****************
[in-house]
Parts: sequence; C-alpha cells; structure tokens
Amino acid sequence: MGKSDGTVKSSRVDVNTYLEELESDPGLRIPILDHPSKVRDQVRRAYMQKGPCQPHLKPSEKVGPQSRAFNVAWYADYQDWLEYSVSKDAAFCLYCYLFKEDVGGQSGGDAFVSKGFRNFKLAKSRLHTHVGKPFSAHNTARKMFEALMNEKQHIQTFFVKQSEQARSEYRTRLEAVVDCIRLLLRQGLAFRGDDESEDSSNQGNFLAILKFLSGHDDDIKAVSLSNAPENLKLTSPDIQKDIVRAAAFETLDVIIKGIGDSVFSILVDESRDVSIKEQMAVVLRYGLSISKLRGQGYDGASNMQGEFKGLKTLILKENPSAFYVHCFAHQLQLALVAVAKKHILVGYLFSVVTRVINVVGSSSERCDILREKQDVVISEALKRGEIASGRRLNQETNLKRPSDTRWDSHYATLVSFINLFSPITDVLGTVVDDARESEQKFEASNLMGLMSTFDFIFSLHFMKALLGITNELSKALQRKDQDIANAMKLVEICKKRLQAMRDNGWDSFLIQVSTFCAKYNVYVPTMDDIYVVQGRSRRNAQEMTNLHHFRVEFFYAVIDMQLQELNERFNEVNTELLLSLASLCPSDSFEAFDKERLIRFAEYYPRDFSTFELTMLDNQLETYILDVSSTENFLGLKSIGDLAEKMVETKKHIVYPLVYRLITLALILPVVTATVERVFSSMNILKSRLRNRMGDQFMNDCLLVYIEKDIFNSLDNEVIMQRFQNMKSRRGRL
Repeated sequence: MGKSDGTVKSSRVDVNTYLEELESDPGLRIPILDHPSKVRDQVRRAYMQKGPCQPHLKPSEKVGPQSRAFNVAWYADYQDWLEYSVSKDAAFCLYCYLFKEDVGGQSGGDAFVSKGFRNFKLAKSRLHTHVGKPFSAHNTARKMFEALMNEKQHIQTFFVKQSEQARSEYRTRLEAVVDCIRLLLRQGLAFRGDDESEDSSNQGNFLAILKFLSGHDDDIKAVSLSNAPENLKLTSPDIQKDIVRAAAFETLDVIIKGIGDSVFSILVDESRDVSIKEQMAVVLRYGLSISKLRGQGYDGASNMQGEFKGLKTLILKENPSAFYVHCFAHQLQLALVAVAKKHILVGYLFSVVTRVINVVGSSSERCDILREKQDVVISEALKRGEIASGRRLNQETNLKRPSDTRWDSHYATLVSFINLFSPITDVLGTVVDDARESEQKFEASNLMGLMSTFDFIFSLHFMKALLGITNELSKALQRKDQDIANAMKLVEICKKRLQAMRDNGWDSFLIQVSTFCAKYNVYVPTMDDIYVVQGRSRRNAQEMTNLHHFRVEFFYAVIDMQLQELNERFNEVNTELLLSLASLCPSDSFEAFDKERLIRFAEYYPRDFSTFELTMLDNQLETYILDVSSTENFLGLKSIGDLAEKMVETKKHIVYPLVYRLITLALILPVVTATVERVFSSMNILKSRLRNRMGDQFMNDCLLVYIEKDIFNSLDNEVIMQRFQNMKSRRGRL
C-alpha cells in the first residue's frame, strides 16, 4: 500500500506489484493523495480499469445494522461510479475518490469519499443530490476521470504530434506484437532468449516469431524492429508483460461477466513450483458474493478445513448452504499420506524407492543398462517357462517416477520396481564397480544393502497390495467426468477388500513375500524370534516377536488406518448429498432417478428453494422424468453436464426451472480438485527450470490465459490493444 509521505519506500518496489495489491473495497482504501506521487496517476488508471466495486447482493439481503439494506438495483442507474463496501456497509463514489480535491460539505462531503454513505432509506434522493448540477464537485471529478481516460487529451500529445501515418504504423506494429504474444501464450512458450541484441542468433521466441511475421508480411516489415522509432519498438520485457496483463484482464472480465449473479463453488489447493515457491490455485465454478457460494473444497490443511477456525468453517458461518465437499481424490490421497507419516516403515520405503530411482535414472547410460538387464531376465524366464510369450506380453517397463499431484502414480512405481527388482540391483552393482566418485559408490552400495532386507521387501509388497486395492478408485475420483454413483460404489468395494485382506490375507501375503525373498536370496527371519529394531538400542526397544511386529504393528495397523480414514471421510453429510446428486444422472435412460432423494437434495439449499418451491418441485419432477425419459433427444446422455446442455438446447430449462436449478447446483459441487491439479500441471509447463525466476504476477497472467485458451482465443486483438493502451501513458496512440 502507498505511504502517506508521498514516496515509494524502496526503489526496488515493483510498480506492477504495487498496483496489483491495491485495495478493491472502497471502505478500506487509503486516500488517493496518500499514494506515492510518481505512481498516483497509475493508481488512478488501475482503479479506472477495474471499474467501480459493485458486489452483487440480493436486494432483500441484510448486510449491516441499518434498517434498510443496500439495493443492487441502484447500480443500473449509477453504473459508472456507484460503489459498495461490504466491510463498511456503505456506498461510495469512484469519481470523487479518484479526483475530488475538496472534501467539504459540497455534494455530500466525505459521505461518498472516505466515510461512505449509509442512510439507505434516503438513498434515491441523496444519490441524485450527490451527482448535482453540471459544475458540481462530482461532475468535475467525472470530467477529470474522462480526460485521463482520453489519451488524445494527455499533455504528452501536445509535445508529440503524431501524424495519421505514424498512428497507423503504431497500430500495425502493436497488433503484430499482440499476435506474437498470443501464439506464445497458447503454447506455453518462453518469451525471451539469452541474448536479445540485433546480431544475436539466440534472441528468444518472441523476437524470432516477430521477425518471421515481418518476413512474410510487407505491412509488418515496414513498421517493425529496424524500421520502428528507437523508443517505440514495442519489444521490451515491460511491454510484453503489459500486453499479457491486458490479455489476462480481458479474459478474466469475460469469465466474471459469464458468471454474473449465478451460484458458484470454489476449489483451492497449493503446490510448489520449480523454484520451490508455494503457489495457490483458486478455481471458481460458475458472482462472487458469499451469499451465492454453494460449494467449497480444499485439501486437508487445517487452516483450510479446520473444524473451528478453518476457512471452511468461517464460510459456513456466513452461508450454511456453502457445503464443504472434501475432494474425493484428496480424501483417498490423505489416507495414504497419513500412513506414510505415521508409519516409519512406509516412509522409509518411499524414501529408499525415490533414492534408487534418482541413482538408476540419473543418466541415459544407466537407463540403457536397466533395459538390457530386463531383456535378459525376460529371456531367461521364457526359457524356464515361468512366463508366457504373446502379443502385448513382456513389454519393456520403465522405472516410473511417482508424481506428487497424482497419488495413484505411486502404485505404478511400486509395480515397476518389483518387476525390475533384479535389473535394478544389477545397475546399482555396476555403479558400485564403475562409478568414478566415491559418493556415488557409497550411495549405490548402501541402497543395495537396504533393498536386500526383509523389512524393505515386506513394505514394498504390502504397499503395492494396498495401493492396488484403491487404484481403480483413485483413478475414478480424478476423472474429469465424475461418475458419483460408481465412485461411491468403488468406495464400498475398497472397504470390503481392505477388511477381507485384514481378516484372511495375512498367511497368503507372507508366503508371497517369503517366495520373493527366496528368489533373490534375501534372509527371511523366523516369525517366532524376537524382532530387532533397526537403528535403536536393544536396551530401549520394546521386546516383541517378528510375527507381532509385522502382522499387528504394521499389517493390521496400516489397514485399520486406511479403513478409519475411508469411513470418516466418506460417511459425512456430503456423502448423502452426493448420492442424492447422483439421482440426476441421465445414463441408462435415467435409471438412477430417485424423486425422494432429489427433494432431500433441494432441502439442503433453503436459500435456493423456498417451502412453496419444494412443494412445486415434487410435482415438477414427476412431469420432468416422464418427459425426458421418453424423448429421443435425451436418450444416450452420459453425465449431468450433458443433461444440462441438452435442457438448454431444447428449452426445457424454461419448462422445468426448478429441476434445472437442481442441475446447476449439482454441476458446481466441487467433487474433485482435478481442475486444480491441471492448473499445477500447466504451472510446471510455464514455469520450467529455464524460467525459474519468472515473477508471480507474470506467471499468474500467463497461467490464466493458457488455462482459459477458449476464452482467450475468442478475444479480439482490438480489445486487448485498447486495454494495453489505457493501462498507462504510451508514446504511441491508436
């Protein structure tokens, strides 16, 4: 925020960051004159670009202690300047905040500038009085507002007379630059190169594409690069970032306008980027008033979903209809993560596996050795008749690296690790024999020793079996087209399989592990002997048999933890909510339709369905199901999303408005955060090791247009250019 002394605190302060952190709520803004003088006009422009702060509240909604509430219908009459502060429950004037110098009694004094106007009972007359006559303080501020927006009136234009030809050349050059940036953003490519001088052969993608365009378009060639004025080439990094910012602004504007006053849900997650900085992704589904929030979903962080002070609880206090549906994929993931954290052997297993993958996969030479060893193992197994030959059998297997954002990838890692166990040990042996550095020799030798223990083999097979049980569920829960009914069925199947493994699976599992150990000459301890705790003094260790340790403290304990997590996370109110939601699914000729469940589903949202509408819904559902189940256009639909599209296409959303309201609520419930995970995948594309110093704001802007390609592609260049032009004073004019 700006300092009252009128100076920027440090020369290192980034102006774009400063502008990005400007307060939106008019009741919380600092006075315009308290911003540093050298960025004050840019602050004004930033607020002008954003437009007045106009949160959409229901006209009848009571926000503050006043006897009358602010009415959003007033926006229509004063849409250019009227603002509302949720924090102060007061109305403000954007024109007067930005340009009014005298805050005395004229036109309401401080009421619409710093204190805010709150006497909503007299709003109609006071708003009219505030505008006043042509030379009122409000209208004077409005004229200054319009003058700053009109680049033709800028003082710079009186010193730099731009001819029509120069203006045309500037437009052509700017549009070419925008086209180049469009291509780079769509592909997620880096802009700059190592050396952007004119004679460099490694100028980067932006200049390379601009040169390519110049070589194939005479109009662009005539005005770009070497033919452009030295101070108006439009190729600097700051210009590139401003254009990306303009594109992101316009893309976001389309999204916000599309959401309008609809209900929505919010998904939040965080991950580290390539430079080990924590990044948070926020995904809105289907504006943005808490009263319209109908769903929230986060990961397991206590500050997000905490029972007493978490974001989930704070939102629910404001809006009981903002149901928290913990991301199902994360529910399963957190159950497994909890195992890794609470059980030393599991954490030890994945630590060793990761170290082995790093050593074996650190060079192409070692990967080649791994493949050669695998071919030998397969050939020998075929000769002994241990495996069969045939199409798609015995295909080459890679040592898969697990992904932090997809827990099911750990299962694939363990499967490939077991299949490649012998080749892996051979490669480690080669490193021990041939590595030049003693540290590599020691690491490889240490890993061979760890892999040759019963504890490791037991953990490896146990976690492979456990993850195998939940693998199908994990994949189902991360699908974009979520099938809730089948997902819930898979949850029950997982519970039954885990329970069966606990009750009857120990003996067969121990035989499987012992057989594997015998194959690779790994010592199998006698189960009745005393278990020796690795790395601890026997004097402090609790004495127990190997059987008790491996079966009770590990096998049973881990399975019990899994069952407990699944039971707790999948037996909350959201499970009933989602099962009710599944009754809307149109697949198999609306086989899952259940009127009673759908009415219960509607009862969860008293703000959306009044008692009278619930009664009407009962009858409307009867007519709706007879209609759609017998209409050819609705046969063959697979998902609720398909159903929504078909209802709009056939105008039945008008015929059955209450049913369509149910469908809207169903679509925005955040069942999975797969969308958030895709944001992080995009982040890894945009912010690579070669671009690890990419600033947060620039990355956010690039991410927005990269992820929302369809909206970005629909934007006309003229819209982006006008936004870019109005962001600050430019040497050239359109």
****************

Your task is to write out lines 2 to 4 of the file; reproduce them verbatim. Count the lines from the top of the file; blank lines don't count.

Parts: sequence; C-alpha cells; structure tokens
Amino acid sequence: MGKSDGTVKSSRVDVNTYLEELESDPGLRIPILDHPSKVRDQVRRAYMQKGPCQPHLKPSEKVGPQSRAFNVAWYADYQDWLEYSVSKDAAFCLYCYLFKEDVGGQSGGDAFVSKGFRNFKLAKSRLHTHVGKPFSAHNTARKMFEALMNEKQHIQTFFVKQSEQARSEYRTRLEAVVDCIRLLLRQGLAFRGDDESEDSSNQGNFLAILKFLSGHDDDIKAVSLSNAPENLKLTSPDIQKDIVRAAAFETLDVIIKGIGDSVFSILVDESRDVSIKEQMAVVLRYGLSISKLRGQGYDGASNMQGEFKGLKTLILKENPSAFYVHCFAHQLQLALVAVAKKHILVGYLFSVVTRVINVVGSSSERCDILREKQDVVISEALKRGEIASGRRLNQETNLKRPSDTRWDSHYATLVSFINLFSPITDVLGTVVDDARESEQKFEASNLMGLMSTFDFIFSLHFMKALLGITNELSKALQRKDQDIANAMKLVEICKKRLQAMRDNGWDSFLIQVSTFCAKYNVYVPTMDDIYVVQGRSRRNAQEMTNLHHFRVEFFYAVIDMQLQELNERFNEVNTELLLSLASLCPSDSFEAFDKERLIRFAEYYPRDFSTFELTMLDNQLETYILDVSSTENFLGLKSIGDLAEKMVETKKHIVYPLVYRLITLALILPVVTATVERVFSSMNILKSRLRNRMGDQFMNDCLLVYIEKDIFNSLDNEVIMQRFQNMKSRRGRL
Repeated sequence: MGKSDGTVKSSRVDVNTYLEELESDPGLRIPILDHPSKVRDQVRRAYMQKGPCQPHLKPSEKVGPQSRAFNVAWYADYQDWLEYSVSKDAAFCLYCYLFKEDVGGQSGGDAFVSKGFRNFKLAKSRLHTHVGKPFSAHNTARKMFEALMNEKQHIQTFFVKQSEQARSEYRTRLEAVVDCIRLLLRQGLAFRGDDESEDSSNQGNFLAILKFLSGHDDDIKAVSLSNAPENLKLTSPDIQKDIVRAAAFETLDVIIKGIGDSVFSILVDESRDVSIKEQMAVVLRYGLSISKLRGQGYDGASNMQGEFKGLKTLILKENPSAFYVHCFAHQLQLALVAVAKKHILVGYLFSVVTRVINVVGSSSERCDILREKQDVVISEALKRGEIASGRRLNQETNLKRPSDTRWDSHYATLVSFINLFSPITDVLGTVVDDARESEQKFEASNLMGLMSTFDFIFSLHFMKALLGITNELSKALQRKDQDIANAMKLVEICKKRLQAMRDNGWDSFLIQVSTFCAKYNVYVPTMDDIYVVQGRSRRNAQEMTNLHHFRVEFFYAVIDMQLQELNERFNEVNTELLLSLASLCPSDSFEAFDKERLIRFAEYYPRDFSTFELTMLDNQLETYILDVSSTENFLGLKSIGDLAEKMVETKKHIVYPLVYRLITLALILPVVTATVERVFSSMNILKSRLRNRMGDQFMNDCLLVYIEKDIFNSLDNEVIMQRFQNMKSRRGRL